The Huntington Beach City Council reversed two December votes at its meeting Tuesday.
The council voted 6-0, with Jill Hardy absent, to reverse the Dec. 3 and 17 votes to review Pacific Mobile Home Park's previously approved conversion application and direct City Attorney Jennifer McGrath to appeal the contempt charges the city was facing for those votes.
Representatives from the city and Pacific Mobile have agreed to meet before Orange County Superior Court Judge Luis Rodriguez on Feb. 8 to discuss the charges.
The city is accused of breaking a Dec. 10 court order that prohibited it from reconsidering the Pacific Mobile Home Park's application. The council ultimately approved the application Nov. 19, but a newly seated council voted in December to review the application.
"The city did not intentionally disregard or refuse in any way to follow a court order," McGrath wrote in a statement last week. "Unfortunately, in attempting to cure, the city is now faced with this allegation."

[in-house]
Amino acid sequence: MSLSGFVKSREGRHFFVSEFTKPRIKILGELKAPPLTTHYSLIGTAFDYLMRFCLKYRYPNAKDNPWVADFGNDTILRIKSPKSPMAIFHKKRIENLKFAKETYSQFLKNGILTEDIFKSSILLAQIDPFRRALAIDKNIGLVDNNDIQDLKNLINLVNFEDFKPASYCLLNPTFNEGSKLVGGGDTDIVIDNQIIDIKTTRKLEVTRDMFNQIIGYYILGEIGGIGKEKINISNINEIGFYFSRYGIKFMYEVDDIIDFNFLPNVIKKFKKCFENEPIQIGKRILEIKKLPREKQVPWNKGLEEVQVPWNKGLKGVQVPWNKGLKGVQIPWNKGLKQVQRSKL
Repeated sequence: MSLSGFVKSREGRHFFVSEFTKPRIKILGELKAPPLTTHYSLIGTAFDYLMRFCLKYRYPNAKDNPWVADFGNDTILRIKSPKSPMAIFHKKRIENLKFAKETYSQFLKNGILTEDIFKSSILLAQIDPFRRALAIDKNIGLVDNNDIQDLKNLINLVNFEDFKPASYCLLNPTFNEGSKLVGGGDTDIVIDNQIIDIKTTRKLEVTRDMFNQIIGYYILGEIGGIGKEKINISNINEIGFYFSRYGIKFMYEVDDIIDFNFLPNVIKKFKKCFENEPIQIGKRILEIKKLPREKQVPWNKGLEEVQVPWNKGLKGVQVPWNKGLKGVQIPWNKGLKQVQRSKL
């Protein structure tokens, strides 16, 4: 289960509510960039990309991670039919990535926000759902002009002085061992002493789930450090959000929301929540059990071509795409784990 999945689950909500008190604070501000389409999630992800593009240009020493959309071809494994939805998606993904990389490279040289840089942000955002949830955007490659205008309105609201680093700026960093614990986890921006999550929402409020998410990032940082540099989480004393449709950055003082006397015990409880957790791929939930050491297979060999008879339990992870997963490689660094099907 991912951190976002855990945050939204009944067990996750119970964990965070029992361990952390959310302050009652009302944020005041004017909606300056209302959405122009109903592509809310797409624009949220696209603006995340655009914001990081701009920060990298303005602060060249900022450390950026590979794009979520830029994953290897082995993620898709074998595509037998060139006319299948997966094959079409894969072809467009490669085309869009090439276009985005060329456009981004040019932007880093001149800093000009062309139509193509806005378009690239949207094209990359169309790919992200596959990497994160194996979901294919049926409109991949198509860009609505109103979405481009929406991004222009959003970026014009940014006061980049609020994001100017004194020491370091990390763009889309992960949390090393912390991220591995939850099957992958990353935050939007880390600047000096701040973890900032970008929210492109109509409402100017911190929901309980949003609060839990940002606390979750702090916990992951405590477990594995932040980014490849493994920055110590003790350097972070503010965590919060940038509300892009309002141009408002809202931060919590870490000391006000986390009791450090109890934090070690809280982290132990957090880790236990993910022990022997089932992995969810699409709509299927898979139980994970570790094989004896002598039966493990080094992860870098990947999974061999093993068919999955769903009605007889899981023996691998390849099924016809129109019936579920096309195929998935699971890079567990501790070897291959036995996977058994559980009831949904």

Pacific Mobile's owners first submitted its application to convert the land at Huntington Street and Atlanta Avenue from rentals to for-sale property in April 2011. The council denied the application in June 2011, saying the conversion was partially on city land.
Rodriguez ruled July 3 that the city could not deny the application merely because some of the coaches were on city property.
Pacific Mobile attorney Mark Alpert argued to the court that the council's Dec. 3 vote violated that ruling.
Rodriguez agreed with Alpert's argument and issued a court order Dec. 10 barring the council from reconsidering the application. However, the council voted Dec. 17 to reaffirm its Dec. 3 vote, a violation of the court order, Alpert argued.
The Dec. 3 and 17 votes were 6-1 with Councilman Matthew Harper dissenting.
Council members did not return phone calls by press time.